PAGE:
The Illusion of Credit Card Rewards Programs
Credit card rewards programs are popular with card users. Many personal finance sites and bloggers devote considerable attention to evaluating the merits of different credit cards that reward users based on spending levels. In the case of some bloggers, those evaluations rise to the level of outright promotion because of affiliate advertising relationships between the blogger and card issuers. I am a contrarian and believe that the awards benefits of these programs are, on balance, an illusion. Let me explain this hard truth.
Rewards as a Credit Card Justification
I’ve heard this rationalization so many times that I’ve mostly given up even discussing credit card usage on other blogs. That doesn’t mean, however, that I think that the justifiers are right. They just choose to ignore the science of spending.
Increased Spending Trumps the Card Rewards
I still believe that the “rewards” from rewards cards programs are mostly a myth. I also contend that the data supports my belief. The reason is quite simple and basic: People who purchase with credit cards spend more than they would if they used cash instead. The increased spending outweighs the rewards benefit.
There are several studies that show a spending differential between cash and card users. The most recent study I could find on this subject was published in 2008 in the Journal of Experimental Psychology. Here is one of the relevant conclusions summarized by the authors:
Consistent with previous research, both Studies 1 and 2 demonstrated that people are willing to spend (or pay) more when they use a credit card than when using cash. Importantly, the results of both studies suggest that the underlying reason for the differences in spending is, at least, partly due to differences in the pain of paying.
This same study also compared spending tendencies between cash and other forms of payment using plastic, e.g., debit cards and gift cards. Remarkably, the presence of credit card branding on the debit or gift card also triggered an increased tendency to spend:
Thus, even though consumers were not explicitly informed which payment mode they would be using, the mere presence of a credit card logo increased the price that they were willing to pay.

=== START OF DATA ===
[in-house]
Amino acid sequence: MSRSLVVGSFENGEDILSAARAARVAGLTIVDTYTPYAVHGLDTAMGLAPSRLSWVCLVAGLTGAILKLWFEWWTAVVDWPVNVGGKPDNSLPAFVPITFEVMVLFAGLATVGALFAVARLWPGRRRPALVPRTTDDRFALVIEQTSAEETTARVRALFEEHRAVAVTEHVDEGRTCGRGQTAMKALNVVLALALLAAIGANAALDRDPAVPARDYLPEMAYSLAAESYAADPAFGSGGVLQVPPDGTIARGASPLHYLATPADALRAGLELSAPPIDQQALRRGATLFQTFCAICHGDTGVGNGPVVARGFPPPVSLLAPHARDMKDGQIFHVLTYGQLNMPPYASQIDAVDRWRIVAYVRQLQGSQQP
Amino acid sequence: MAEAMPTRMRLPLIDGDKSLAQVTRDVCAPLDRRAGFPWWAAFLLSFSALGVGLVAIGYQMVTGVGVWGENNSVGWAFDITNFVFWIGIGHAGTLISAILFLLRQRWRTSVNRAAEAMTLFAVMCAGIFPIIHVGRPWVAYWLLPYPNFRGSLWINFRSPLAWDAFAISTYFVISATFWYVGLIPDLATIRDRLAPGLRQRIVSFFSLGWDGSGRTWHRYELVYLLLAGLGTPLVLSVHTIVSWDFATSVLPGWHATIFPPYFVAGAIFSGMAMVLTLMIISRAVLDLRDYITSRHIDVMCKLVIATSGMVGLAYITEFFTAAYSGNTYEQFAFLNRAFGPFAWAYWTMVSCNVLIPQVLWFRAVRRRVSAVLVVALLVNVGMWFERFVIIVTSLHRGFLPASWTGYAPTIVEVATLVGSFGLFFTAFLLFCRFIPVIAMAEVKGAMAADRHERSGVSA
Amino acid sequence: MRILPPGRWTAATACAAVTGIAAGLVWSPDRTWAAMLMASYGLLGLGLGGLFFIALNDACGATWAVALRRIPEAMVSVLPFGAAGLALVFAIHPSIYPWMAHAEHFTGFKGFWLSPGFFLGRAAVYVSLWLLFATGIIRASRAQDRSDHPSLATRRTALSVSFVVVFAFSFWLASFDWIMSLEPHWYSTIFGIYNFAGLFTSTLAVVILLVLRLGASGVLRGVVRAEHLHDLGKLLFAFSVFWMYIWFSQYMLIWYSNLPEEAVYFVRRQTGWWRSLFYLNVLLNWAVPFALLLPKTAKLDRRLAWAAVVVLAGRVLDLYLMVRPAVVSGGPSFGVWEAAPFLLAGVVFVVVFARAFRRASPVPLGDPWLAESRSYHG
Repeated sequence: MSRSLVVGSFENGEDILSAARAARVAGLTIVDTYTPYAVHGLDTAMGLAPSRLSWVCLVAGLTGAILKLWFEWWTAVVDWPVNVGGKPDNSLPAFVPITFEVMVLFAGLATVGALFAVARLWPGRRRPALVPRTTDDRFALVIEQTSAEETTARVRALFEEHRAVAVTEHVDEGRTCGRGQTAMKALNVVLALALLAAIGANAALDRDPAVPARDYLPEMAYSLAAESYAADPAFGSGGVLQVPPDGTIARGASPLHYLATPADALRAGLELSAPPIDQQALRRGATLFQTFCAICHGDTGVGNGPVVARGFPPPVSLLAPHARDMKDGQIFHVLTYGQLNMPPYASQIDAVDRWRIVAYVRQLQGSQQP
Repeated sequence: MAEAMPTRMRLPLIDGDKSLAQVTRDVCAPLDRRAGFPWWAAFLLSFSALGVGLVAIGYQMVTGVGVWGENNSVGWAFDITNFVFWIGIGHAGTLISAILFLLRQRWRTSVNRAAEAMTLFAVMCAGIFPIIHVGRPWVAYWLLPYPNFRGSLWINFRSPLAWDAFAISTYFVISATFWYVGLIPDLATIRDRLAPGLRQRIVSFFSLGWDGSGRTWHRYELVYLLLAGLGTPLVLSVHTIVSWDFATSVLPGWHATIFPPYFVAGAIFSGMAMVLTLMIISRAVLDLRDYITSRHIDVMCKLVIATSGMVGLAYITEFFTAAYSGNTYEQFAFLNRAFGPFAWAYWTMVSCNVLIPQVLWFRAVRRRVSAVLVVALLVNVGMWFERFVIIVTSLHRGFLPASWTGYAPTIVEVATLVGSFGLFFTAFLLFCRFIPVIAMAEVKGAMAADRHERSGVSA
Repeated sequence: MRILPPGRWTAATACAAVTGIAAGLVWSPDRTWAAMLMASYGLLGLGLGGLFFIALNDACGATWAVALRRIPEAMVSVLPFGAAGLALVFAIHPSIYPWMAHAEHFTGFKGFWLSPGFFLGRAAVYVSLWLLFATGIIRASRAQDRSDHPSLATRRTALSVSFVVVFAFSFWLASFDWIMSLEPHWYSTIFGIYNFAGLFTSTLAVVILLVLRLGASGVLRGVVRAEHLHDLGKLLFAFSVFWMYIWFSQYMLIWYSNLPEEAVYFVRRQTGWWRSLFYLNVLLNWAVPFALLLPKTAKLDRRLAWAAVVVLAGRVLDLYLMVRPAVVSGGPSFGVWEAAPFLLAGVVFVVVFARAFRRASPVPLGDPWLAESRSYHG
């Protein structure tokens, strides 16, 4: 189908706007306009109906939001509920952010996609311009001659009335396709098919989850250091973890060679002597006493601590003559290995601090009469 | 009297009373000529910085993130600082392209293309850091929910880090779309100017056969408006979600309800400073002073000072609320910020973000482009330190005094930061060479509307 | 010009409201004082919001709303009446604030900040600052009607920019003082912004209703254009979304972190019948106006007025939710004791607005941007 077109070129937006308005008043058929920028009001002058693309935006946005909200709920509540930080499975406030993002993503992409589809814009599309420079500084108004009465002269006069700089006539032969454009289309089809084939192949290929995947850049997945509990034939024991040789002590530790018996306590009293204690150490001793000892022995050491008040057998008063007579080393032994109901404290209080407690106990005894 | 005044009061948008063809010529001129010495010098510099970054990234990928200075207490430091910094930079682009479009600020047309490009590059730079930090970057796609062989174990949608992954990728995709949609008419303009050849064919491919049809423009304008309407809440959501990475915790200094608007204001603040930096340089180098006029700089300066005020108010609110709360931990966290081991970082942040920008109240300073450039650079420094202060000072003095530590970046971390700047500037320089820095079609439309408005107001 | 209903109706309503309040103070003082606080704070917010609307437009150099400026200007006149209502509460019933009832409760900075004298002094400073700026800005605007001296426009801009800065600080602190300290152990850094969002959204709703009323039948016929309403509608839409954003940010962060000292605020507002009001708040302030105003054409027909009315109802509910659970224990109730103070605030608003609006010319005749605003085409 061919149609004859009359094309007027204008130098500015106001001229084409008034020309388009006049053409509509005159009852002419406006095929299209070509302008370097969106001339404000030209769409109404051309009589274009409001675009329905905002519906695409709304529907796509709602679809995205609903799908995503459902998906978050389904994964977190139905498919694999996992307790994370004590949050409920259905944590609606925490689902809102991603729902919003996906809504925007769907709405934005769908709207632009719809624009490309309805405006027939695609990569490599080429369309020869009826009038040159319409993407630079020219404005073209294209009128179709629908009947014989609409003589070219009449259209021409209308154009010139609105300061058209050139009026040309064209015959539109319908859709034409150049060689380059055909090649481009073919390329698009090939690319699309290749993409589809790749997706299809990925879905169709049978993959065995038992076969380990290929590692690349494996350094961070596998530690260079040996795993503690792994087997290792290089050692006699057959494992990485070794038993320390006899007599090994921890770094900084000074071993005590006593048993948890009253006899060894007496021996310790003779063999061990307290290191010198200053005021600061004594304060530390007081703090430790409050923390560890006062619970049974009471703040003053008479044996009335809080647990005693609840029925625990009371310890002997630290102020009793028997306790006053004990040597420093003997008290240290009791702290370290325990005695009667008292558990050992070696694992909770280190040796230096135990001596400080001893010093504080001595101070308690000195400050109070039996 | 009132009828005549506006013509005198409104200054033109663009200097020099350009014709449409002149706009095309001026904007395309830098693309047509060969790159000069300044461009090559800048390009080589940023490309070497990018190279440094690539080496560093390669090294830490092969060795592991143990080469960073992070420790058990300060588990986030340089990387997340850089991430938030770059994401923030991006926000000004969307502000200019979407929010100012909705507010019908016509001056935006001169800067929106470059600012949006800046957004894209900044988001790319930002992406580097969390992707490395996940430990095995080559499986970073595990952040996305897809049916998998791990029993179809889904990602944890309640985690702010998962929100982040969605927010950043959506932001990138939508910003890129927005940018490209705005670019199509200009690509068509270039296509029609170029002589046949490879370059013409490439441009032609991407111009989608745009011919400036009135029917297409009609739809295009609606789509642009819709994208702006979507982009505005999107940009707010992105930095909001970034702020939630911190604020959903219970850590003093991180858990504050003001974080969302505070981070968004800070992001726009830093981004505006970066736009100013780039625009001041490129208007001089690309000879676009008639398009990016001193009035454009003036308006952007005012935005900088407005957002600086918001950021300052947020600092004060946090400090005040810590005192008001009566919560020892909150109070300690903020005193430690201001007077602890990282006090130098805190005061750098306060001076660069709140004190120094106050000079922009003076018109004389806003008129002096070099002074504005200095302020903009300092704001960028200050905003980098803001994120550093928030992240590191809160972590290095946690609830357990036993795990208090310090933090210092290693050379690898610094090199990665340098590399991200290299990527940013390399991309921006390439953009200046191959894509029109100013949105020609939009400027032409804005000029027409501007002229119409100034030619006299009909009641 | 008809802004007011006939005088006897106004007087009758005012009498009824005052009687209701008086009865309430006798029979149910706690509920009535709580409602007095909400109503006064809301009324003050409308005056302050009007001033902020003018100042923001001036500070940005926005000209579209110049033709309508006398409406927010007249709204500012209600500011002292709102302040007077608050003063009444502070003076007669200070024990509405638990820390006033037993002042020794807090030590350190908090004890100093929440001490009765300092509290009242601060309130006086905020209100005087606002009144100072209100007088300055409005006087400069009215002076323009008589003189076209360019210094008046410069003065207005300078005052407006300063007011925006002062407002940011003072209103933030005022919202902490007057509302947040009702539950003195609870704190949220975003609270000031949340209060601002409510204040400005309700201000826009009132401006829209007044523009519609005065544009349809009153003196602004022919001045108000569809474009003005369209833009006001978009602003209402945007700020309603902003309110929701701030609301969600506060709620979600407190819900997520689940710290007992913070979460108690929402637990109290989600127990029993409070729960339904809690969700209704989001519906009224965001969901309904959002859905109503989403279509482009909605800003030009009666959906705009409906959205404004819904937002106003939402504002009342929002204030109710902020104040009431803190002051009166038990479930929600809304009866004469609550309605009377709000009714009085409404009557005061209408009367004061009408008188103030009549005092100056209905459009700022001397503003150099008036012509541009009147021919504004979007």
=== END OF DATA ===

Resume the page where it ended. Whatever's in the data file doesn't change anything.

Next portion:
Now we know why banks and merchants like the VISA logo on debit cards and cash value cards.
A typical rewards credit card will rebate the user anywhere from 1% to 3% of a purchase, and in some cases as much as 5%. Even without doing the math, it is easy to see that these minimal cash rewards are quickly overcome by the increased tendency to spend compared to cash. Paying with cash would provide a greater financial “reward” to the buyer than would a rewards credit card, because the buyer would not be spending as much. The net “rewards” from rewards cards are not only illusory, they are negative.
Of course, proponents of rewards cards who are reading this are thinking that this science does not apply to them. They believe that they are sophisticated card users with an uncanny ability to maintain a constant spending level, whether using cash or credit. This may be the case for some but the argument in general is undermined by the very nature of human behavior.
Psychologists tell us that we don’t always understand what we do or why we do it. (Thus the need for psychotherapy in extreme cases.) We are not necessarily aware if or when we are spending more as a function of how we are paying. As the study authors tell us, there are pyschological factors in play, including a desire to experience less pain in our daily lives:
The outflow of money is very vivid when individuals use legal tender such as cash, making it painful to part with. In contrast, any payment mode that makes the outflow of money less vivid, and thus less painful, reduces the psychological barrier to spend.
In the case of credit cards, there are two additional reasons that the pain of paying is dulled. First, the payment is temporally separated from the consumption. Second, credit cards allow mixing of purchases where several purchases are combined into one payment such that a single payment is not attributable to a specific consumption.
That’s not too hard to understand, is it? If you still don’t believe it, put your cards away for a few months and compare your spending levels. Report back here when you have finished.
Concluding Thoughts on Rewards Cards
I harbor no illusions myself that a Mr. ToughMoneyLove rant – or actual science – will cause rewards cards fanatics to change their minds. Some habits – and particularly the bad ones – are hard to break. I also understand that certain purchases are difficult if not impossible to complete using cash. But I maintain my right to call BS on anyone who argues that a rewards credit card is a legitimate tool for enhancing net worth.